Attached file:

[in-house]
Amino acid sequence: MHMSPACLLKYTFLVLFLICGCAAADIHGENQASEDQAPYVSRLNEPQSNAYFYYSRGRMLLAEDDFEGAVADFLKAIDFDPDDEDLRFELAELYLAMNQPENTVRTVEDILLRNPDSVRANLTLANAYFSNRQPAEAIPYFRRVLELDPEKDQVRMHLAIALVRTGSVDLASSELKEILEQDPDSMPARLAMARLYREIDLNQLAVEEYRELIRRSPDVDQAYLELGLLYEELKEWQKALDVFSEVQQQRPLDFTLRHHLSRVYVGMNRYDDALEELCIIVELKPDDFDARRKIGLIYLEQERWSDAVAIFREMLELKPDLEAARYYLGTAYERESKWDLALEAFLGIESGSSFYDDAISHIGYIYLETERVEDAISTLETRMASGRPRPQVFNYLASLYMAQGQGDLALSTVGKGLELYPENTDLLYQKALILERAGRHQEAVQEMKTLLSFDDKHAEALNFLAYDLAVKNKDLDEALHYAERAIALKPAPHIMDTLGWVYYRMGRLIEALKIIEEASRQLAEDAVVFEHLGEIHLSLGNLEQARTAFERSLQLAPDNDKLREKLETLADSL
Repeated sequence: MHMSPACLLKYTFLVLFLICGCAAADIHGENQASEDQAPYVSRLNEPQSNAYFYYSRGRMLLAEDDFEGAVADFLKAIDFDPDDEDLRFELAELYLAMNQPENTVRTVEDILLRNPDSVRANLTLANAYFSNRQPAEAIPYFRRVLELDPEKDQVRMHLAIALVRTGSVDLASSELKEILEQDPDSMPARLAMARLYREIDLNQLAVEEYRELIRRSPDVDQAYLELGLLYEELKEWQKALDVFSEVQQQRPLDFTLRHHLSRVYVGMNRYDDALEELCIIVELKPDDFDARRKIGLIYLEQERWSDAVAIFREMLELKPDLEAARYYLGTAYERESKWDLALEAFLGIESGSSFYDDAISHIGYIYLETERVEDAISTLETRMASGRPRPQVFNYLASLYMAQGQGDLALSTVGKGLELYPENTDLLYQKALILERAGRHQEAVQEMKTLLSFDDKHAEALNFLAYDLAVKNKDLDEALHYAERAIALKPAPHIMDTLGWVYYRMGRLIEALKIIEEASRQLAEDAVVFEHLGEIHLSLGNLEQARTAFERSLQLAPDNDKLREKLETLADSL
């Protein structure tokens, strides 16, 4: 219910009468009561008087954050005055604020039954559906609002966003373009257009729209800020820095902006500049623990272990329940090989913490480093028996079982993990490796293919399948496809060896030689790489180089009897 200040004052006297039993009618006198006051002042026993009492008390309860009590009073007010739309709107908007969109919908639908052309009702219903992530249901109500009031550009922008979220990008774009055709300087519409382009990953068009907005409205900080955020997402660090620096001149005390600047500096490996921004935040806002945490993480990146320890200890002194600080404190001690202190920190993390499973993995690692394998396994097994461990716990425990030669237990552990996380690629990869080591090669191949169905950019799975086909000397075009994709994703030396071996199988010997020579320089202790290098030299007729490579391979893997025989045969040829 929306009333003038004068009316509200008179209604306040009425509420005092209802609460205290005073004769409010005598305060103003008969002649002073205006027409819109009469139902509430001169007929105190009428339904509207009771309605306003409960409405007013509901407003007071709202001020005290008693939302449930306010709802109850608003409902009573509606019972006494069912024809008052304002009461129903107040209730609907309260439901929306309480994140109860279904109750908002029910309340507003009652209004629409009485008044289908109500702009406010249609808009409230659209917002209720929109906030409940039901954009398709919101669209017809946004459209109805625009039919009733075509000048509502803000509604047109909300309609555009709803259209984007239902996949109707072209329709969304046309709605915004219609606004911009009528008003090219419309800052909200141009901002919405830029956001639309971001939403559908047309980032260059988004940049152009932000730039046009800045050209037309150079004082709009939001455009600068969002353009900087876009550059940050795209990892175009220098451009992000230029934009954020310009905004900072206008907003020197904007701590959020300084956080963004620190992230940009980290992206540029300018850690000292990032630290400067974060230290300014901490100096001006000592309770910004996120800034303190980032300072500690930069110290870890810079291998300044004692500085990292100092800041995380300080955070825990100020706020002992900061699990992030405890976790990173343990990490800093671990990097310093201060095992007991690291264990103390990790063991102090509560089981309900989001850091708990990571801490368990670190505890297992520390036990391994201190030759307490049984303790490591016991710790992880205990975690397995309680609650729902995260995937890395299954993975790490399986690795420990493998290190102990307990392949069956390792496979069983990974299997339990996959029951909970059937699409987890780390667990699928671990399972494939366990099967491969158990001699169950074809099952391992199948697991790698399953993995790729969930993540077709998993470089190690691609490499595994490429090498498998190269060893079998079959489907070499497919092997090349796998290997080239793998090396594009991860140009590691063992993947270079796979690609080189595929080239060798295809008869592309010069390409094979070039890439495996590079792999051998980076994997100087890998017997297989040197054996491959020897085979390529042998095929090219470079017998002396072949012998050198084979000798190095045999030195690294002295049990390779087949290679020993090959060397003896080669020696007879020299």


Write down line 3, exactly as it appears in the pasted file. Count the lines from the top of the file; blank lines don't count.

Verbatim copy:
Repeated sequence: MHMSPACLLKYTFLVLFLICGCAAADIHGENQASEDQAPYVSRLNEPQSNAYFYYSRGRMLLAEDDFEGAVADFLKAIDFDPDDEDLRFELAELYLAMNQPENTVRTVEDILLRNPDSVRANLTLANAYFSNRQPAEAIPYFRRVLELDPEKDQVRMHLAIALVRTGSVDLASSELKEILEQDPDSMPARLAMARLYREIDLNQLAVEEYRELIRRSPDVDQAYLELGLLYEELKEWQKALDVFSEVQQQRPLDFTLRHHLSRVYVGMNRYDDALEELCIIVELKPDDFDARRKIGLIYLEQERWSDAVAIFREMLELKPDLEAARYYLGTAYERESKWDLALEAFLGIESGSSFYDDAISHIGYIYLETERVEDAISTLETRMASGRPRPQVFNYLASLYMAQGQGDLALSTVGKGLELYPENTDLLYQKALILERAGRHQEAVQEMKTLLSFDDKHAEALNFLAYDLAVKNKDLDEALHYAERAIALKPAPHIMDTLGWVYYRMGRLIEALKIIEEASRQLAEDAVVFEHLGEIHLSLGNLEQARTAFERSLQLAPDNDKLREKLETLADSL